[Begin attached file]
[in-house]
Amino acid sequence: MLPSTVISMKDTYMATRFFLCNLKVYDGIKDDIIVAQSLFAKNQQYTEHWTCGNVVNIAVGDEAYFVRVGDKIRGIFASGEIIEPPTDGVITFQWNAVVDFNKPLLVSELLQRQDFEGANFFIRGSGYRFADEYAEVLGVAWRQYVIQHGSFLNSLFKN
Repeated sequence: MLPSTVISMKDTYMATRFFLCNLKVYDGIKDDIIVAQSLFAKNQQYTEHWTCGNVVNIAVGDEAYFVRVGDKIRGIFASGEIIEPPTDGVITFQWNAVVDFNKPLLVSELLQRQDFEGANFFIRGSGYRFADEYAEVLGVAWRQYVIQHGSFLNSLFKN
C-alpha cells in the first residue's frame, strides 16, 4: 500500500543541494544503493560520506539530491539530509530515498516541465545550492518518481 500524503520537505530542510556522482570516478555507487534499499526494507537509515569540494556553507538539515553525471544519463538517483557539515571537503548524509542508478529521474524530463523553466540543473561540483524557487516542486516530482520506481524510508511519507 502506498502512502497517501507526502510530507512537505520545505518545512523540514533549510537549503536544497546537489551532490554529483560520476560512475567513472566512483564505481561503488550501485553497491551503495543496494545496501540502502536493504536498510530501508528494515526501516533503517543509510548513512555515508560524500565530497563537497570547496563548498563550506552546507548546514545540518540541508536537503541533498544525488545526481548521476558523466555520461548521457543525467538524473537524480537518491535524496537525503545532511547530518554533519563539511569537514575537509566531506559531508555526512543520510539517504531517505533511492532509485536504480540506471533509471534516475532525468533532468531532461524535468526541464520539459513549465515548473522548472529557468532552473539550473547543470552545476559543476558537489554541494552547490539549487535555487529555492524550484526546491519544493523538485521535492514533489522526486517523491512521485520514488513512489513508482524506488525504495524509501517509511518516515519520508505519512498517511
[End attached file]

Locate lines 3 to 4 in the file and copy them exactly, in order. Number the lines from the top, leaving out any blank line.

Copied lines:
Repeated sequence: MLPSTVISMKDTYMATRFFLCNLKVYDGIKDDIIVAQSLFAKNQQYTEHWTCGNVVNIAVGDEAYFVRVGDKIRGIFASGEIIEPPTDGVITFQWNAVVDFNKPLLVSELLQRQDFEGANFFIRGSGYRFADEYAEVLGVAWRQYVIQHGSFLNSLFKN
C-alpha cells in the first residue's frame, strides 16, 4: 500500500543541494544503493560520506539530491539530509530515498516541465545550492518518481 500524503520537505530542510556522482570516478555507487534499499526494507537509515569540494556553507538539515553525471544519463538517483557539515571537503548524509542508478529521474524530463523553466540543473561540483524557487516542486516530482520506481524510508511519507 502506498502512502497517501507526502510530507512537505520545505518545512523540514533549510537549503536544497546537489551532490554529483560520476560512475567513472566512483564505481561503488550501485553497491551503495543496494545496501540502502536493504536498510530501508528494515526501516533503517543509510548513512555515508560524500565530497563537497570547496563548498563550506552546507548546514545540518540541508536537503541533498544525488545526481548521476558523466555520461548521457543525467538524473537524480537518491535524496537525503545532511547530518554533519563539511569537514575537509566531506559531508555526512543520510539517504531517505533511492532509485536504480540506471533509471534516475532525468533532468531532461524535468526541464520539459513549465515548473522548472529557468532552473539550473547543470552545476559543476558537489554541494552547490539549487535555487529555492524550484526546491519544493523538485521535492514533489522526486517523491512521485520514488513512489513508482524506488525504495524509501517509511518516515519520508505519512498517511